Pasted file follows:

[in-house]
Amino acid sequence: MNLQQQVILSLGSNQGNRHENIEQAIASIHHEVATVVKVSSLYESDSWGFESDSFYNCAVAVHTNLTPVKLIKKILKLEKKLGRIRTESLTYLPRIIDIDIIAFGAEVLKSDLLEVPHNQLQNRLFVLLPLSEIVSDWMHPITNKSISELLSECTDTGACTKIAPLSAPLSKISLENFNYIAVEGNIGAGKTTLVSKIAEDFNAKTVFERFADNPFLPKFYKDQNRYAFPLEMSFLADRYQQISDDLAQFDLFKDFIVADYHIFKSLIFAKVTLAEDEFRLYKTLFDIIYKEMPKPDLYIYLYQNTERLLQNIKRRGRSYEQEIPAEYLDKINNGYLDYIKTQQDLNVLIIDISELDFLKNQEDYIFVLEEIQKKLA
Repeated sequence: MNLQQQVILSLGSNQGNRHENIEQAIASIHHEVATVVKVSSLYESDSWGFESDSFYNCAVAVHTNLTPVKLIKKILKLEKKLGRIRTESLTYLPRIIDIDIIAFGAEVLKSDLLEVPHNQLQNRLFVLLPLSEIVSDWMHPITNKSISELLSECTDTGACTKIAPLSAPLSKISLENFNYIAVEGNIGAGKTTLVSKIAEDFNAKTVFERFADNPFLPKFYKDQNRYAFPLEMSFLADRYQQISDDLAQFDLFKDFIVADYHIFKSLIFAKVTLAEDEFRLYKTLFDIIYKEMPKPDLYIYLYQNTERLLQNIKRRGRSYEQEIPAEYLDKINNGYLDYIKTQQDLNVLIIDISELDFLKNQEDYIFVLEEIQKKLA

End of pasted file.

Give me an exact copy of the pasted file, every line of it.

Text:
[in-house]
Amino acid sequence: MNLQQQVILSLGSNQGNRHENIEQAIASIHHEVATVVKVSSLYESDSWGFESDSFYNCAVAVHTNLTPVKLIKKILKLEKKLGRIRTESLTYLPRIIDIDIIAFGAEVLKSDLLEVPHNQLQNRLFVLLPLSEIVSDWMHPITNKSISELLSECTDTGACTKIAPLSAPLSKISLENFNYIAVEGNIGAGKTTLVSKIAEDFNAKTVFERFADNPFLPKFYKDQNRYAFPLEMSFLADRYQQISDDLAQFDLFKDFIVADYHIFKSLIFAKVTLAEDEFRLYKTLFDIIYKEMPKPDLYIYLYQNTERLLQNIKRRGRSYEQEIPAEYLDKINNGYLDYIKTQQDLNVLIIDISELDFLKNQEDYIFVLEEIQKKLA
Repeated sequence: MNLQQQVILSLGSNQGNRHENIEQAIASIHHEVATVVKVSSLYESDSWGFESDSFYNCAVAVHTNLTPVKLIKKILKLEKKLGRIRTESLTYLPRIIDIDIIAFGAEVLKSDLLEVPHNQLQNRLFVLLPLSEIVSDWMHPITNKSISELLSECTDTGACTKIAPLSAPLSKISLENFNYIAVEGNIGAGKTTLVSKIAEDFNAKTVFERFADNPFLPKFYKDQNRYAFPLEMSFLADRYQQISDDLAQFDLFKDFIVADYHIFKSLIFAKVTLAEDEFRLYKTLFDIIYKEMPKPDLYIYLYQNTERLLQNIKRRGRSYEQEIPAEYLDKINNGYLDYIKTQQDLNVLIIDISELDFLKNQEDYIFVLEEIQKKLA